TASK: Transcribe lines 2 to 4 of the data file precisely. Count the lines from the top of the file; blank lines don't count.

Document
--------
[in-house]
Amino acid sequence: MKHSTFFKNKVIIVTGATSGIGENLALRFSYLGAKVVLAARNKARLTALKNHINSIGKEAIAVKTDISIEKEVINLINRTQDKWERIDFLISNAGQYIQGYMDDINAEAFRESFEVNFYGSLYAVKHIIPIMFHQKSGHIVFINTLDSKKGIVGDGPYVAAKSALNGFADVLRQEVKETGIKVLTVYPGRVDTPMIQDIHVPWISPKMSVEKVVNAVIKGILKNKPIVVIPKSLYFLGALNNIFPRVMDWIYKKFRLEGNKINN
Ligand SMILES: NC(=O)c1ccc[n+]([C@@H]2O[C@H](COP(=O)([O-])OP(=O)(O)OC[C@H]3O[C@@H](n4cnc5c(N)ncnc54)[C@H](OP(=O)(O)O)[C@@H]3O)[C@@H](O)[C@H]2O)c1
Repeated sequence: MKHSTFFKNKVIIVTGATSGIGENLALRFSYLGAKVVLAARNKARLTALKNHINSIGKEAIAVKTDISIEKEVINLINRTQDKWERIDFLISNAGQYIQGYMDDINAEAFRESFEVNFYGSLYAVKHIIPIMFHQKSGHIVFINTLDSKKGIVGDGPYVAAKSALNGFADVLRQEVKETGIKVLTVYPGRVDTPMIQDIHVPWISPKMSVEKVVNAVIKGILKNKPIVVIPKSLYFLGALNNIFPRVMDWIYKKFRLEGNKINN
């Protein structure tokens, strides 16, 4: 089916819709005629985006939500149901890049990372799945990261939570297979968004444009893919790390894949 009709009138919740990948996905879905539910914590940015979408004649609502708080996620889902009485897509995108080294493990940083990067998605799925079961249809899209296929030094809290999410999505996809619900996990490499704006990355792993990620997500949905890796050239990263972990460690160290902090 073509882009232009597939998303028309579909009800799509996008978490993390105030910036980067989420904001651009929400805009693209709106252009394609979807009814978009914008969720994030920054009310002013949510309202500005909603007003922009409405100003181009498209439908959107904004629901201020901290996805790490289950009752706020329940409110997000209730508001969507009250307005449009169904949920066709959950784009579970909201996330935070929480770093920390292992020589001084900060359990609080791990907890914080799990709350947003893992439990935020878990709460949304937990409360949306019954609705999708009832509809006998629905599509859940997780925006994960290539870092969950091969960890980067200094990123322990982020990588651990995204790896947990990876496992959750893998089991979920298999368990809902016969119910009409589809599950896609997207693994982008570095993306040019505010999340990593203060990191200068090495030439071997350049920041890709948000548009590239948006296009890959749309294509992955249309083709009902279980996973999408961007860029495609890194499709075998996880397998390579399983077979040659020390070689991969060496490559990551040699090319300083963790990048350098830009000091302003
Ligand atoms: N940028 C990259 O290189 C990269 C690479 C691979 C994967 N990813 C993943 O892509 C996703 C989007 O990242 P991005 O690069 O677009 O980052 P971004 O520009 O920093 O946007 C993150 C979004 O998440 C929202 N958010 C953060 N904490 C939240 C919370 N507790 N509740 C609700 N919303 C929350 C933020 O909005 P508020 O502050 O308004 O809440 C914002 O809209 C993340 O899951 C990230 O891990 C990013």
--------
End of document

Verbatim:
Amino acid sequence: MKHSTFFKNKVIIVTGATSGIGENLALRFSYLGAKVVLAARNKARLTALKNHINSIGKEAIAVKTDISIEKEVINLINRTQDKWERIDFLISNAGQYIQGYMDDINAEAFRESFEVNFYGSLYAVKHIIPIMFHQKSGHIVFINTLDSKKGIVGDGPYVAAKSALNGFADVLRQEVKETGIKVLTVYPGRVDTPMIQDIHVPWISPKMSVEKVVNAVIKGILKNKPIVVIPKSLYFLGALNNIFPRVMDWIYKKFRLEGNKINN
Ligand SMILES: NC(=O)c1ccc[n+]([C@@H]2O[C@H](COP(=O)([O-])OP(=O)(O)OC[C@H]3O[C@@H](n4cnc5c(N)ncnc54)[C@H](OP(=O)(O)O)[C@@H]3O)[C@@H](O)[C@H]2O)c1
Repeated sequence: MKHSTFFKNKVIIVTGATSGIGENLALRFSYLGAKVVLAARNKARLTALKNHINSIGKEAIAVKTDISIEKEVINLINRTQDKWERIDFLISNAGQYIQGYMDDINAEAFRESFEVNFYGSLYAVKHIIPIMFHQKSGHIVFINTLDSKKGIVGDGPYVAAKSALNGFADVLRQEVKETGIKVLTVYPGRVDTPMIQDIHVPWISPKMSVEKVVNAVIKGILKNKPIVVIPKSLYFLGALNNIFPRVMDWIYKKFRLEGNKINN